If your garden is like mine, you will need to protect your garlic from cats until it begins to grow. You can arrange rose prunings or other thorny, nasty branches in a criss-cross pattern on top of the area. This will both keep the garlic safe from digging critters, and also remind you what you’ve got in there. (This is also a great idea for early spring sowing of things in bare ground which cats love).
Rose-pruning in spring usually coincides with planting, so it all works. You can also use upside down black plastic “flats” that nursery starts come in – they work well to keep critters out, and allow rain to get in. Nurseries always have way too many of them. Weigh these down with rocks if you have skunks, raccoons, or squirrels and you’ve seen them digging.
Remember to label
Important: put a label or stick in next to your future garlic, indicating what you have done; mark the different varieties here or record them somewhere. This is advised if you are over 35, critical if you are over 50, and urgent if you have a tidy mate/partner who likes to dig everything up occasionally.
What happens next
Usually, nothing happens between October 31 and February 14. (Occasionally if it’s warm, the garlic will sprout in November or December – that’s OK.) Mid-February through mid-March, thick grass-like bits will show up. This is known as “emergence” and is a perfect excuse for cooking something with lots of garlic and celebrate. As if we need another reason to drink fabulous red wine and dine on lovely pasta puttanesca, or other garlic-laden treats.
Your garlic will pick up speed and be actively growing by April. I like to feed it a couple of times during this period – kelp, fish fertilizer, anything else good. If the weather gets hot in May as it seems to lately, keep the garlic bed moist but not overly wet. Don’t bother to feed the garlic past mid-June.
At some point in July, your garlic plants will be quite tall, and a “scape” – a French-horn or gooseneck-shaped rounded stalk – will emanate from the centre of each plant, and begin to twine and twirl. This appendage, if allowed to remain on the plant, will eventually form a flower, and then seeds. While the scape is still tender, I recommend you cut it off and enjoy it in stir fries or other dishes, or in a fantastic torrid pesto. Whirl it with lime juice, freshly grated parmigiano, and olive oil. Savour it on bruschetta, pasta, or on slabs of toasted bread, topped with roasted anything. It is delicious and will give you foul garlic breath!
Scape-removal is controversial. (And, where does the term “scapegoat” come from?) Some garlic growers swear by removing them, others say it doesn’t make too much of a difference. Again – the scientist in you may want to leave a few scapes on and remove a few, then compare bulb size. The rationale for removing them is that the energy will go into forming the bulb, rather than the seed-head.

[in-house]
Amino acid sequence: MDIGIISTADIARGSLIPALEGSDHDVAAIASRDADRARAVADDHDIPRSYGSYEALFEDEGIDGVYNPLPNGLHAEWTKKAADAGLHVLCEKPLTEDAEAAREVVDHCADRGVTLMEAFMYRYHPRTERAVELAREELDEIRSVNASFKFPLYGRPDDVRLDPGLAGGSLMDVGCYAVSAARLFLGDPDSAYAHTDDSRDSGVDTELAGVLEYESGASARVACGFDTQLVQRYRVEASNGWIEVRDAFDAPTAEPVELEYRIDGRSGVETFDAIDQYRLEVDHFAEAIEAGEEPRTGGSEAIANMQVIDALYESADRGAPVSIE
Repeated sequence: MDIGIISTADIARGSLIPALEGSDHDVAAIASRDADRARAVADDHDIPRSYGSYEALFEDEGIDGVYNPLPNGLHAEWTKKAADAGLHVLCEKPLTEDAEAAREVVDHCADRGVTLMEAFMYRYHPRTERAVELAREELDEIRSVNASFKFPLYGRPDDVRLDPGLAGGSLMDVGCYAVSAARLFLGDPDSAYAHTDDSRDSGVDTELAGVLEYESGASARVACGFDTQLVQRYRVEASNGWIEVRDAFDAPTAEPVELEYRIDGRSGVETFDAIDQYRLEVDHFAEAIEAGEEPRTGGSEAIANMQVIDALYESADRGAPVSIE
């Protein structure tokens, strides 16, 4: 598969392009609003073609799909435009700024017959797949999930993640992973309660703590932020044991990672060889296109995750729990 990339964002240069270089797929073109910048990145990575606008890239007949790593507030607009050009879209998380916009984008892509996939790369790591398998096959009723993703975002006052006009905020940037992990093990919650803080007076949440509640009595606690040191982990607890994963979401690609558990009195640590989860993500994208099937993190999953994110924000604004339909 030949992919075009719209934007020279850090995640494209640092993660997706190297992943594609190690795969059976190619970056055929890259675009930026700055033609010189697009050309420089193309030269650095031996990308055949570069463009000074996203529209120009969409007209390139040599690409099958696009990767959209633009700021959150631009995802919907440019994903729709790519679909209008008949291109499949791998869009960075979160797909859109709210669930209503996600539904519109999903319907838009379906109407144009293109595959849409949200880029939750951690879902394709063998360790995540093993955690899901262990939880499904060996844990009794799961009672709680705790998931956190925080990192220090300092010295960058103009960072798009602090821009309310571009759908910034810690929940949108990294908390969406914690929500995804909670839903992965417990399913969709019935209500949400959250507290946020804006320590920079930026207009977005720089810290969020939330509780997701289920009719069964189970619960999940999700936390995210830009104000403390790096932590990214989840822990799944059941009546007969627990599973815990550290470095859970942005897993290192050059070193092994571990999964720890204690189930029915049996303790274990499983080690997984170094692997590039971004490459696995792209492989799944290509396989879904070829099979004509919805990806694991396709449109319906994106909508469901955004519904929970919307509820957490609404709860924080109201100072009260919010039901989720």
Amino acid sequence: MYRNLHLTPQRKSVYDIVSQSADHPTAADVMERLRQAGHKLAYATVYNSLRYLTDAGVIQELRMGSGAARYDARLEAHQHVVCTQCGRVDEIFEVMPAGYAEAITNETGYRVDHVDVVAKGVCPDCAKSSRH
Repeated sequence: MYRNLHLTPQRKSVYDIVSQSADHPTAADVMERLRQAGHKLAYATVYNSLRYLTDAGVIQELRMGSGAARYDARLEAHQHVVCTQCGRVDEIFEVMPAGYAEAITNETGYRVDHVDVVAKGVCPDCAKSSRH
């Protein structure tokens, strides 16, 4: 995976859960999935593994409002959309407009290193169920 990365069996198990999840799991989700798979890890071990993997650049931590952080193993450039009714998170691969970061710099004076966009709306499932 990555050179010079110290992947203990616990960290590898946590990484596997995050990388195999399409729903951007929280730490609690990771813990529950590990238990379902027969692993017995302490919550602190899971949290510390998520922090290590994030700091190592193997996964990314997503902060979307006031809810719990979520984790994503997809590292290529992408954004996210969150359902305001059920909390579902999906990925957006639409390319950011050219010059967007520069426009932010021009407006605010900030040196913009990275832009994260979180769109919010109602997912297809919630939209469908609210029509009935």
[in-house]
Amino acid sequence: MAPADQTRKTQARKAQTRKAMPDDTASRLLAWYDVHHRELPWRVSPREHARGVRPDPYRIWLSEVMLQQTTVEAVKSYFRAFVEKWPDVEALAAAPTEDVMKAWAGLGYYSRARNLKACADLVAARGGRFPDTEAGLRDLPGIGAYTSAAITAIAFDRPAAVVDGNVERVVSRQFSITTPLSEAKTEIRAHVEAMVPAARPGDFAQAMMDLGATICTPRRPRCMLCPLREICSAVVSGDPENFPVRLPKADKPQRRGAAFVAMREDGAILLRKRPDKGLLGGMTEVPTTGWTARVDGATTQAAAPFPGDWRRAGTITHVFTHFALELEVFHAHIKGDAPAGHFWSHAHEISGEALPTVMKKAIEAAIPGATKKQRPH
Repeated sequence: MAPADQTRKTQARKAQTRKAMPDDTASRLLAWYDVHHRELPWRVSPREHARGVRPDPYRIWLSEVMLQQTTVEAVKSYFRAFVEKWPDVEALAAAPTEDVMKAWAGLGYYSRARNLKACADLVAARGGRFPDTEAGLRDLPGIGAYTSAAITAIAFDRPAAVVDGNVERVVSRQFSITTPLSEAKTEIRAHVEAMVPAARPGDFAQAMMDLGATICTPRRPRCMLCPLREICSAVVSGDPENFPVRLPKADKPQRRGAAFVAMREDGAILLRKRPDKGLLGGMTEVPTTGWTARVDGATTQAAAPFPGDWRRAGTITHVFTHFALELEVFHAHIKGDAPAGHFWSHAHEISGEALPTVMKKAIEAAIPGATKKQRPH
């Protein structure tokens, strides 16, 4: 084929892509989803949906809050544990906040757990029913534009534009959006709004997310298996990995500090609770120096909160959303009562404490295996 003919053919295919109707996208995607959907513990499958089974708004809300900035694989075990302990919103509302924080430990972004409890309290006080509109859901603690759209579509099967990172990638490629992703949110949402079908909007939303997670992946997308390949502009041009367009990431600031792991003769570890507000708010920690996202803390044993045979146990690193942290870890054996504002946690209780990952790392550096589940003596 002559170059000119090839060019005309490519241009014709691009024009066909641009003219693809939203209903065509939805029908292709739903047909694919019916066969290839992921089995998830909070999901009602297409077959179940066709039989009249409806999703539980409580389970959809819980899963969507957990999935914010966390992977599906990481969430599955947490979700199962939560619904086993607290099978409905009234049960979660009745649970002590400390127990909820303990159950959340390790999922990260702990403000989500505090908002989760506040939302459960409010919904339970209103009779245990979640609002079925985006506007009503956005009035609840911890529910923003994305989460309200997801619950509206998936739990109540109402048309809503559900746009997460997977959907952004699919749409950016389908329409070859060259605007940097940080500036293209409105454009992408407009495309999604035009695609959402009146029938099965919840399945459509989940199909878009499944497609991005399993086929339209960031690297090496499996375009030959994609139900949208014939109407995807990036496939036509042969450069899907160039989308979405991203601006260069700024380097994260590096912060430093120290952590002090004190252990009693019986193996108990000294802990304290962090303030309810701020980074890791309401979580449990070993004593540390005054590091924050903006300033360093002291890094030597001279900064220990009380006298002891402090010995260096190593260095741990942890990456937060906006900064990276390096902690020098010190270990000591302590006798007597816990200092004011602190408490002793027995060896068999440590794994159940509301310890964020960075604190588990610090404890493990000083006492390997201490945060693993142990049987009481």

When to harvest
You’ll start to notice some of the lily-like leaves of the garlic turning yellowish by sometime in late June or early July. This is a natural process. Rather than water the garlic thinking there is something wrong with it, don’t. This is the time to withhold water; in fact it’s a good idea to stop watering your garlic completely.
Observe your garlic closely. When the third strappy leaf has turned yellow, it is time to harvest. It’s ok to wait until the fourth leaf yellows but don’t wait too long. The leaves correspond to layers of wrapping on the garlic bulb, and if left too long in the ground the garlic will open up like a lotus flower, splitting it’s casing. The more compact and solid the bulbs are, the longer they’ll keep.
How to harvest
To harvest, gently loosen soil around the area using a small garden fork or space. Pulling is not recommended as this often breaks the bulb from the stem. Using your hands, lift out the bulbs and marvel at how nature works. Your little cloves have turned into shiny, redolent heads of garlic. Don’t wash them—just knock a bit of the soil off. It will brush off easily later on. If the weather is nice (sometimes it isn’t), you can leave the garlic right “on the field,” as they do in Gilroy, California, garlic-growing capital of the US, or perhaps even the world as we know it. If it’s more typical Vancouver weather (sunny, rainy, cloudy, humid and/or hailing), place your garlic in a dry place to “cure.” That is, let it sit and dry rather slowly. If you have grown softneck garlic like Kiev or Sicilian Gold, you will now be able to braid your garlic. Most garlic grown in B.C. is hardneck.
I sometimes use a wooden clothes-drying rack for this stage, and leave it on an airy porch. Be careful if it gets too hot – don’t allow direct hot sunlight on the garlic or it will cook. In about two weeks you can cut the leaves off, leaving a couple of inches of stem. Trim the roots too leaving about half an inch.
Storing your garlic
Store your garlic in a cool, dry place. Darkness is good too. Don’t put garlic in the fridge. If you store it well, it should last until February or March – some varieties keep better than others – Evans, for example, is a very long keeper. There are other varieties – Persian Star, Korean, Yugoslavian Red, Music(a), Purple Ontario, Red Russian (often huge)….the list goes on.